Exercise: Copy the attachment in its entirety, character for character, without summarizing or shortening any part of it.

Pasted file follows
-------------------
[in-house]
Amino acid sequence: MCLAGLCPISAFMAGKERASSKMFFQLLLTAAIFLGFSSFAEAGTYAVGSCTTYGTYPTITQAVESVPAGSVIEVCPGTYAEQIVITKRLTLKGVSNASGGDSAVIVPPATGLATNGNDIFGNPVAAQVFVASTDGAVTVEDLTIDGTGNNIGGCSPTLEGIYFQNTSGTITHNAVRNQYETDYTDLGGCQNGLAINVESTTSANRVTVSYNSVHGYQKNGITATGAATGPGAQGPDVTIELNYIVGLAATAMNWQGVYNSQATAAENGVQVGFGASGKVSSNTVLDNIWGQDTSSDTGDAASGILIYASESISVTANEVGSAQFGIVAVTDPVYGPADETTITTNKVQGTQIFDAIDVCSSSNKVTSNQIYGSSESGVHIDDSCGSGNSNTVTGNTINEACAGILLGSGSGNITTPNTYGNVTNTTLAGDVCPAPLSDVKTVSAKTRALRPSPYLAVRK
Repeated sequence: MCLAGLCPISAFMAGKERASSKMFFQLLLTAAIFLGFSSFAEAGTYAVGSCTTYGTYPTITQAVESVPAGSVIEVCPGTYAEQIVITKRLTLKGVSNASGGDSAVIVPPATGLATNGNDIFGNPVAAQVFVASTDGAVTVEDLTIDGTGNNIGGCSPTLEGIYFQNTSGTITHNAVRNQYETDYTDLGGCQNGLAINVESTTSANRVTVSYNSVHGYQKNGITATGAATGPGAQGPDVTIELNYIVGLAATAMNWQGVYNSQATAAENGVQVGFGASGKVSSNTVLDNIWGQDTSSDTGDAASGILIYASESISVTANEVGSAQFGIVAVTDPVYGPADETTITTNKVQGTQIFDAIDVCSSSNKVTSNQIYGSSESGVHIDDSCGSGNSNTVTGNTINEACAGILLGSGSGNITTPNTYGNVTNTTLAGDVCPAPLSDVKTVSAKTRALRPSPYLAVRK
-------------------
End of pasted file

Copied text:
[in-house]
Amino acid sequence: MCLAGLCPISAFMAGKERASSKMFFQLLLTAAIFLGFSSFAEAGTYAVGSCTTYGTYPTITQAVESVPAGSVIEVCPGTYAEQIVITKRLTLKGVSNASGGDSAVIVPPATGLATNGNDIFGNPVAAQVFVASTDGAVTVEDLTIDGTGNNIGGCSPTLEGIYFQNTSGTITHNAVRNQYETDYTDLGGCQNGLAINVESTTSANRVTVSYNSVHGYQKNGITATGAATGPGAQGPDVTIELNYIVGLAATAMNWQGVYNSQATAAENGVQVGFGASGKVSSNTVLDNIWGQDTSSDTGDAASGILIYASESISVTANEVGSAQFGIVAVTDPVYGPADETTITTNKVQGTQIFDAIDVCSSSNKVTSNQIYGSSESGVHIDDSCGSGNSNTVTGNTINEACAGILLGSGSGNITTPNTYGNVTNTTLAGDVCPAPLSDVKTVSAKTRALRPSPYLAVRK
Repeated sequence: MCLAGLCPISAFMAGKERASSKMFFQLLLTAAIFLGFSSFAEAGTYAVGSCTTYGTYPTITQAVESVPAGSVIEVCPGTYAEQIVITKRLTLKGVSNASGGDSAVIVPPATGLATNGNDIFGNPVAAQVFVASTDGAVTVEDLTIDGTGNNIGGCSPTLEGIYFQNTSGTITHNAVRNQYETDYTDLGGCQNGLAINVESTTSANRVTVSYNSVHGYQKNGITATGAATGPGAQGPDVTIELNYIVGLAATAMNWQGVYNSQATAAENGVQVGFGASGKVSSNTVLDNIWGQDTSSDTGDAASGILIYASESISVTANEVGSAQFGIVAVTDPVYGPADETTITTNKVQGTQIFDAIDVCSSSNKVTSNQIYGSSESGVHIDDSCGSGNSNTVTGNTINEACAGILLGSGSGNITTPNTYGNVTNTTLAGDVCPAPLSDVKTVSAKTRALRPSPYLAVRK